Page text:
products and graph states. Additionally, we use quantum graph
parameters to give bounds on the value of general non-local games.
In Chapter 4, we move to zero-error information theory. We study the
zero-error capacity of a classical noisy channel when the sender and
the receiver can use quantum entanglement. We also study the source
problem, where the receiver has partial information about the message
that is going to be delivered, as well as the combined source-channel
problem. The main tools in this field are graphs and their
parameters, so zero-error information theory with entanglement is a
fertile field for the concepts studied in previous chapters. For
example, the capacity of a channel can be calculated using the
independence number of a graph and the source-problem is related to
the chromatic number of a graph. We define the entangled chromatic
number, the entangled independence number and other related
quantities. The exact relation with the parameters of Chapter 3 is
still an open problem. We initiate the study of the source problem
and source-channel problem with entanglement and we find channels and
sources that exhibit a strong divergence in quantum and classical
behaviors. To do that, we use results in combinatorics, linear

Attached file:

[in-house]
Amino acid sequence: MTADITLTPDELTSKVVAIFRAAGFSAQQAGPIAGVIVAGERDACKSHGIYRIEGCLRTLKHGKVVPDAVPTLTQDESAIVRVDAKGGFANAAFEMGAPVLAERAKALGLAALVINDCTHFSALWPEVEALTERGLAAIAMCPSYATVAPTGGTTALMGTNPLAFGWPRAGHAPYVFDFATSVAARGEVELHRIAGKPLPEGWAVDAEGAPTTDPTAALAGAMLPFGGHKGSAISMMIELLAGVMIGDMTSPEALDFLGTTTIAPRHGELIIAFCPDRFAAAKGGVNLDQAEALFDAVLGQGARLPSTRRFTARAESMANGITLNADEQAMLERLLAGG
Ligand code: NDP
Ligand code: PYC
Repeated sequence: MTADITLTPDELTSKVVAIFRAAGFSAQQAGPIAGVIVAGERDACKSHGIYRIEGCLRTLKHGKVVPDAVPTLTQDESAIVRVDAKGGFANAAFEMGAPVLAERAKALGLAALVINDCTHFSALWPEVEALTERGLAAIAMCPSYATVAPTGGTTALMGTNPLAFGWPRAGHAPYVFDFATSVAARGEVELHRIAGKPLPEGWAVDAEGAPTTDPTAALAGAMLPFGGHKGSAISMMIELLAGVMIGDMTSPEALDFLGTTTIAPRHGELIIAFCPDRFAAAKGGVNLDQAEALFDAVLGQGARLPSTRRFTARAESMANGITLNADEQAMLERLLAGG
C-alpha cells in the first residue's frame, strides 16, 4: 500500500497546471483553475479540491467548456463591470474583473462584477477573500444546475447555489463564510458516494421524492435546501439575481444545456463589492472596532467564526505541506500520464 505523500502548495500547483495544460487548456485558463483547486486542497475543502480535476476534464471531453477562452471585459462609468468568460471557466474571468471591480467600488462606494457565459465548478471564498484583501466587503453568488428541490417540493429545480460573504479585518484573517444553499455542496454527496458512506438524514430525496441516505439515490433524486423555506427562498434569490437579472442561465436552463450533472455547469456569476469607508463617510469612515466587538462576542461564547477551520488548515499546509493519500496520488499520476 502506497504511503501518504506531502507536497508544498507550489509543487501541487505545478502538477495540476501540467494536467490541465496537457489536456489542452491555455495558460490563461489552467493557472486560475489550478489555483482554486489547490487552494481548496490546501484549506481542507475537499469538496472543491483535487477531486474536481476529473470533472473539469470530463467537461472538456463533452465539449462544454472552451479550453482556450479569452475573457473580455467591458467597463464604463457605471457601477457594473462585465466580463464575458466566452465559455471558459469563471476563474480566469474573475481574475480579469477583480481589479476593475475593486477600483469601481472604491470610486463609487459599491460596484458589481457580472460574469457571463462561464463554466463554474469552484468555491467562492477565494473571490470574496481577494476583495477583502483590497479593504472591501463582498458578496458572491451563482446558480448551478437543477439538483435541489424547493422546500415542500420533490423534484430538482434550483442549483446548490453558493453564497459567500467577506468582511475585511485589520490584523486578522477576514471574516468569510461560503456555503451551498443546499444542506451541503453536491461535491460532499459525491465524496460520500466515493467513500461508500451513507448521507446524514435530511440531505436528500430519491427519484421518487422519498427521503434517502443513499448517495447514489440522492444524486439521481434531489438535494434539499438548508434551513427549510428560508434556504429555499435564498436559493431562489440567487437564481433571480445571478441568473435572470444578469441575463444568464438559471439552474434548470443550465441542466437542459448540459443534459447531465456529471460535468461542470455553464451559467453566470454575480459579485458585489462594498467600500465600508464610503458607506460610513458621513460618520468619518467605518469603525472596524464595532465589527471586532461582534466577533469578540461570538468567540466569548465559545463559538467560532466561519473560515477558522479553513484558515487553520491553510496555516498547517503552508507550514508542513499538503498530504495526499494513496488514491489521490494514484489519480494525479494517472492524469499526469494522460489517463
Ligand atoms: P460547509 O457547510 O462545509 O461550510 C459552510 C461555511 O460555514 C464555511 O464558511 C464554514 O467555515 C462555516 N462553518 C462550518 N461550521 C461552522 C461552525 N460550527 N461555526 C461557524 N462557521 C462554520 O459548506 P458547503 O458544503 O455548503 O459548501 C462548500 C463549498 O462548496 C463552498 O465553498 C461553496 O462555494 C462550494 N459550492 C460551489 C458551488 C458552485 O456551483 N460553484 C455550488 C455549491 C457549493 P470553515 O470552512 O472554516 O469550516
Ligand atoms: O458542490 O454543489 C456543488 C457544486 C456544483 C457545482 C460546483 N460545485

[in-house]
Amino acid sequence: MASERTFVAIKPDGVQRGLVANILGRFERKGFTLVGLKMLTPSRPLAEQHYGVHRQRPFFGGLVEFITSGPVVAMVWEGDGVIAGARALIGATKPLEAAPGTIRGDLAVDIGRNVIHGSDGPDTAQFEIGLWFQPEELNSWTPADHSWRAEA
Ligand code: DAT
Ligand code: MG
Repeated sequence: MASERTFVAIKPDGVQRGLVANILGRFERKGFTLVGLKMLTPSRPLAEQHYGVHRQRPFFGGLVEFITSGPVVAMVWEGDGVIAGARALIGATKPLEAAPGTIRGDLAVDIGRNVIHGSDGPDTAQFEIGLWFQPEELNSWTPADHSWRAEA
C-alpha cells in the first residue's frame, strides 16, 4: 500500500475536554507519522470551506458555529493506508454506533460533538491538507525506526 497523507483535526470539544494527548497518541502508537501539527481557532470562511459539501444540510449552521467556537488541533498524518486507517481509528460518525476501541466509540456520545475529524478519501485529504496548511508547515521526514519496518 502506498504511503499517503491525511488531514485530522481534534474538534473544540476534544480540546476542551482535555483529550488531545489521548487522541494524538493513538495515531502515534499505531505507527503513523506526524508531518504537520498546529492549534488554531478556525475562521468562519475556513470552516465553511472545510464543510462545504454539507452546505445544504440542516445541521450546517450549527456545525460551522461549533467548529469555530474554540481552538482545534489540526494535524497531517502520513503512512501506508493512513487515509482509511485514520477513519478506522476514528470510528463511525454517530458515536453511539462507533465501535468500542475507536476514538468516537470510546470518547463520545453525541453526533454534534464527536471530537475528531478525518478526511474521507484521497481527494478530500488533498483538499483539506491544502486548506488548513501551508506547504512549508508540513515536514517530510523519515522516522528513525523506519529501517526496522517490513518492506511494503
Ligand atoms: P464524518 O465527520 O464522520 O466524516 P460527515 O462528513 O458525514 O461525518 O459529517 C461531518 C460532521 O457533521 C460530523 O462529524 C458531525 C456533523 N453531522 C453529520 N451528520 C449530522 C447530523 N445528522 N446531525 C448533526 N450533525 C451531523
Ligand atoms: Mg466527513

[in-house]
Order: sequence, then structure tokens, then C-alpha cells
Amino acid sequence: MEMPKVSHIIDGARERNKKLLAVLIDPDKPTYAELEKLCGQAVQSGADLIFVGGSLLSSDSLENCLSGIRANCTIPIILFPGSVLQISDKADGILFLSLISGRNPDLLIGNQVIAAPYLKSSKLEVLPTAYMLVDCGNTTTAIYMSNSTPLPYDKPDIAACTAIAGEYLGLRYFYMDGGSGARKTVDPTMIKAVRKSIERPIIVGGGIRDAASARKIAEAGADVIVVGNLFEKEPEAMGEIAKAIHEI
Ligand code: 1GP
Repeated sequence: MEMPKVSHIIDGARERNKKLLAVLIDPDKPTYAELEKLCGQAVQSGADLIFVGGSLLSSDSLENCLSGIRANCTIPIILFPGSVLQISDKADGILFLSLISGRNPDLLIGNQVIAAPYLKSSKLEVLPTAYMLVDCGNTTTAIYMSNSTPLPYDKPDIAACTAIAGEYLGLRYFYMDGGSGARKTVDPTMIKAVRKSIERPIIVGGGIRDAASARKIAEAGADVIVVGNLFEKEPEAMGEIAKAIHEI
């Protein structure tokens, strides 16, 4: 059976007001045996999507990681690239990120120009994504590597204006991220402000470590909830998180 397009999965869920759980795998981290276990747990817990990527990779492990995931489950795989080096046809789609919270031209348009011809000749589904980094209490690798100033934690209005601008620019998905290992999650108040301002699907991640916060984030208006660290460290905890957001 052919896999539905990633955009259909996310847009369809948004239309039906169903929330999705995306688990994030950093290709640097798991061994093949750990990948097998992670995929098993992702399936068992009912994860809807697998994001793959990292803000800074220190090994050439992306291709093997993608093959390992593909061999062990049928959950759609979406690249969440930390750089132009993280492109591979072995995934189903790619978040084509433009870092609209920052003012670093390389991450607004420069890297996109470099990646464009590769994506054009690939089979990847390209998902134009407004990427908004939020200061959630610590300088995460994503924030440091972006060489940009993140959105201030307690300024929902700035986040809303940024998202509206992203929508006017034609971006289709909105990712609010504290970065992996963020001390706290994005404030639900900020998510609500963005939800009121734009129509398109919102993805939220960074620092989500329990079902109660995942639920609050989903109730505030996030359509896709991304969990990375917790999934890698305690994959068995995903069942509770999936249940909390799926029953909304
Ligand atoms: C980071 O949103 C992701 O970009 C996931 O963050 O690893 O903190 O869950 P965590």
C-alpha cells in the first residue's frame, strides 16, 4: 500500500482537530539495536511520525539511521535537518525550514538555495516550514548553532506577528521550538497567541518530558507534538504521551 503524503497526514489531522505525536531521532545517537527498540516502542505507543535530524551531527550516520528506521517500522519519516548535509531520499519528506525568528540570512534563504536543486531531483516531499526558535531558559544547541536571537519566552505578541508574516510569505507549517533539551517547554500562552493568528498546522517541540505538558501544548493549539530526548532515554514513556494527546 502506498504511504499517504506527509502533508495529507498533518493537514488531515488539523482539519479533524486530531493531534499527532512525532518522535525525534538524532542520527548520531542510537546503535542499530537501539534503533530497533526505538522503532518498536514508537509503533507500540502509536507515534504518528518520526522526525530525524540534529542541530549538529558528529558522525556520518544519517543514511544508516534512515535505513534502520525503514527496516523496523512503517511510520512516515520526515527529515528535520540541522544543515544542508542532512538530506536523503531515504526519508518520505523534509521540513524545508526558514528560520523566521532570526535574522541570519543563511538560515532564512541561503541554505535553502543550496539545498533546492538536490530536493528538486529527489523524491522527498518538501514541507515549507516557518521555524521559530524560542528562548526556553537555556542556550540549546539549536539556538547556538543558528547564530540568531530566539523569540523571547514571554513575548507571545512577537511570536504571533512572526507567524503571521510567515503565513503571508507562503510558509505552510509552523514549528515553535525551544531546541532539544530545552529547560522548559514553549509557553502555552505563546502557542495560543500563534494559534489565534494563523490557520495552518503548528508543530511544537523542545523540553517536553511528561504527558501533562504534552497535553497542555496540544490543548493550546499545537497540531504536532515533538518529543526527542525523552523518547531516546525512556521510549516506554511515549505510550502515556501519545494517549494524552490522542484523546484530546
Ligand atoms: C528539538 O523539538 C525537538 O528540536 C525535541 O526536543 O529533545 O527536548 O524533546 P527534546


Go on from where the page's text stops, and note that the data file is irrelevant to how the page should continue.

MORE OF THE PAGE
algebra, optimization and number theory.
This thesis is based on the following articles:
- "Near-optimal and explicit Bell inequality violations", by H. Buhrman, O. Regev, the author and R. de Wolf. Theory of Computing, December 2012.
- "Kochen-Specker Sets and the Rank-1 Quantum Chromatic Number", by the author and S. Severini. IEEE Transactions on Information Theory, April 2012.
- "New Separations in Zero-error Channel Capacity through Projective Kochen-Specker Sets and Quantum Coloring", by L. Mančinska, the author and S. Severini. IEEE Transactions on Information Theory, June 2013.
- "Exclusivity structures and graph representatives of local complementation orbits", by A. Cabello, M. G. Parker, the author and S. Severini. Journal of Mathematical Physics, July 2013.
- "Zero-error source-channel coding with entanglement", by J. Briët, H. Buhrman, M. Laurent, T. Piovesan and the author. Proceedings of Eurocomb'13, September 2013.